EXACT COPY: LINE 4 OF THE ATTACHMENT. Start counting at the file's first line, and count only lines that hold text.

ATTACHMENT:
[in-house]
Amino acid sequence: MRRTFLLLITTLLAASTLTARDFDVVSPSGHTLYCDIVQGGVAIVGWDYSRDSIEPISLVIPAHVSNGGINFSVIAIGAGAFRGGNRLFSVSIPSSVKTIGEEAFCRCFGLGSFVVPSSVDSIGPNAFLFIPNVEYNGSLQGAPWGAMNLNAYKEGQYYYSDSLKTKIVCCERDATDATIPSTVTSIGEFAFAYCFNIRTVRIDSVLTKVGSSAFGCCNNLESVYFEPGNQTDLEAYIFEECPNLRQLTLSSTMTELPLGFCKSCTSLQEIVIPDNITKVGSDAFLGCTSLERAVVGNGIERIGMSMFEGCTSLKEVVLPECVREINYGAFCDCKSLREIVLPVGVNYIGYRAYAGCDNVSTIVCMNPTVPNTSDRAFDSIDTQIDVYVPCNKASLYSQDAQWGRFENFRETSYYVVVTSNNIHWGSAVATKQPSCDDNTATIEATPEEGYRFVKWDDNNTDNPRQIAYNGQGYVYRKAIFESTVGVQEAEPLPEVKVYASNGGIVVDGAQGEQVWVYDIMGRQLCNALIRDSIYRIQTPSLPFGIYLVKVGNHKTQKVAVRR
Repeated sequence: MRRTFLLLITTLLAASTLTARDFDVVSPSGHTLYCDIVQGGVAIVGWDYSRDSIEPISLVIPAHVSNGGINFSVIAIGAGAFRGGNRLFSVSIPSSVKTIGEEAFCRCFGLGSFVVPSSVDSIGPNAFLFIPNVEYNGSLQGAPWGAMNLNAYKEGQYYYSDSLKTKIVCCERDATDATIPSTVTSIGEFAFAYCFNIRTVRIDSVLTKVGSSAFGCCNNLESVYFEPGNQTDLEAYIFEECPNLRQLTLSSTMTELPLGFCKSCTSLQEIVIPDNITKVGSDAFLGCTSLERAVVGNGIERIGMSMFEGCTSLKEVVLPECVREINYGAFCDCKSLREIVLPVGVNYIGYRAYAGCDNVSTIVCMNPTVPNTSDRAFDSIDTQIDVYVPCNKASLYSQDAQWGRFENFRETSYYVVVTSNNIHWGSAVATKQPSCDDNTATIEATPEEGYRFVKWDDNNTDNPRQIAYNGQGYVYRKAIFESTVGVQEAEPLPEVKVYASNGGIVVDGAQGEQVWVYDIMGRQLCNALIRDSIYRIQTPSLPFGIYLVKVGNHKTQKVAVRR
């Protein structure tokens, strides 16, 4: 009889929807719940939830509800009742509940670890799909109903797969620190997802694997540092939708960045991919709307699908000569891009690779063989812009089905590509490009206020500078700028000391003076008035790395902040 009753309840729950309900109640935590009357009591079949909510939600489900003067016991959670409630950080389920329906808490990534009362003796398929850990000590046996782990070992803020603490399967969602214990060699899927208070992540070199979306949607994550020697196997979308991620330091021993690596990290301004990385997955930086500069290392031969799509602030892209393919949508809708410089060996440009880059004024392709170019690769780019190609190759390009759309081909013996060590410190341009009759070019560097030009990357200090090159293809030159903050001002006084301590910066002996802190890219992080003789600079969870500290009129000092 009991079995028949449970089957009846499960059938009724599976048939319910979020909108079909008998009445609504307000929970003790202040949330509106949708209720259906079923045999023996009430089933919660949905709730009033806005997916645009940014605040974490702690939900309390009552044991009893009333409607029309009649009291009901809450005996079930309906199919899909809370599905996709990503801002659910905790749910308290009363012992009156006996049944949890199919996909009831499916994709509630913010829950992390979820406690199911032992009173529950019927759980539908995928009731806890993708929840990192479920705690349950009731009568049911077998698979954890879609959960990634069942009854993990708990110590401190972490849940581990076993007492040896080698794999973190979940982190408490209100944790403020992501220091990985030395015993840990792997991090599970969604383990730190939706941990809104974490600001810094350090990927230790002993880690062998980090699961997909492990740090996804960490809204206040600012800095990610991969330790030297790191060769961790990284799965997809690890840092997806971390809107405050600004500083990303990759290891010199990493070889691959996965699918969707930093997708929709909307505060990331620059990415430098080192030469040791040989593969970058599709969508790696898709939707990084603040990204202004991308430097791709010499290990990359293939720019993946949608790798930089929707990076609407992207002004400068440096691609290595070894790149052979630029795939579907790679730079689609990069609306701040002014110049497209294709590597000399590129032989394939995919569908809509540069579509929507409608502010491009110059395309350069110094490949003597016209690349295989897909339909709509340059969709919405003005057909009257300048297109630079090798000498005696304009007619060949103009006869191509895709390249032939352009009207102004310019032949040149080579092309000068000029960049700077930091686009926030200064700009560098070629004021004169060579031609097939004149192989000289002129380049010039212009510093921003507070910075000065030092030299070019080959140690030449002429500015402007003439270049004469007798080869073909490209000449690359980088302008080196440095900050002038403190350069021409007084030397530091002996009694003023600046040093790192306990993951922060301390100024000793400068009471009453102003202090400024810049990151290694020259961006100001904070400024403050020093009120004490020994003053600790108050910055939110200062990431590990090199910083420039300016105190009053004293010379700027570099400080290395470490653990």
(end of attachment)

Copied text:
């Protein structure tokens, strides 16, 4: 009889929807719940939830509800009742509940670890799909109903797969620190997802694997540092939708960045991919709307699908000569891009690779063989812009089905590509490009206020500078700028000391003076008035790395902040 009753309840729950309900109640935590009357009591079949909510939600489900003067016991959670409630950080389920329906808490990534009362003796398929850990000590046996782990070992803020603490399967969602214990060699899927208070992540070199979306949607994550020697196997979308991620330091021993690596990290301004990385997955930086500069290392031969799509602030892209393919949508809708410089060996440009880059004024392709170019690769780019190609190759390009759309081909013996060590410190341009009759070019560097030009990357200090090159293809030159903050001002006084301590910066002996802190890219992080003789600079969870500290009129000092 009991079995028949449970089957009846499960059938009724599976048939319910979020909108079909008998009445609504307000929970003790202040949330509106949708209720259906079923045999023996009430089933919660949905709730009033806005997916645009940014605040974490702690939900309390009552044991009893009333409607029309009649009291009901809450005996079930309906199919899909809370599905996709990503801002659910905790749910308290009363012992009156006996049944949890199919996909009831499916994709509630913010829950992390979820406690199911032992009173529950019927759980539908995928009731806890993708929840990192479920705690349950009731009568049911077998698979954890879609959960990634069942009854993990708990110590401190972490849940581990076993007492040896080698794999973190979940982190408490209100944790403020992501220091990985030395015993840990792997991090599970969604383990730190939706941990809104974490600001810094350090990927230790002993880690062998980090699961997909492990740090996804960490809204206040600012800095990610991969330790030297790191060769961790990284799965997809690890840092997806971390809107405050600004500083990303990759290891010199990493070889691959996965699918969707930093997708929709909307505060990331620059990415430098080192030469040791040989593969970058599709969508790696898709939707990084603040990204202004991308430097791709010499290990990359293939720019993946949608790798930089929707990076609407992207002004400068440096691609290595070894790149052979630029795939579907790679730079689609990069609306701040002014110049497209294709590597000399590129032989394939995919569908809509540069579509929507409608502010491009110059395309350069110094490949003597016209690349295989897909339909709509340059969709919405003005057909009257300048297109630079090798000498005696304009007619060949103009006869191509895709390249032939352009009207102004310019032949040149080579092309000068000029960049700077930091686009926030200064700009560098070629004021004169060579031609097939004149192989000289002129380049010039212009510093921003507070910075000065030092030299070019080959140690030449002429500015402007003439270049004469007798080869073909490209000449690359980088302008080196440095900050002038403190350069021409007084030397530091002996009694003023600046040093790192306990993951922060301390100024000793400068009471009453102003202090400024810049990151290694020259961006100001904070400024403050020093009120004490020994003053600790108050910055939110200062990431590990090199910083420039300016105190009053004293010379700027570099400080290395470490653990």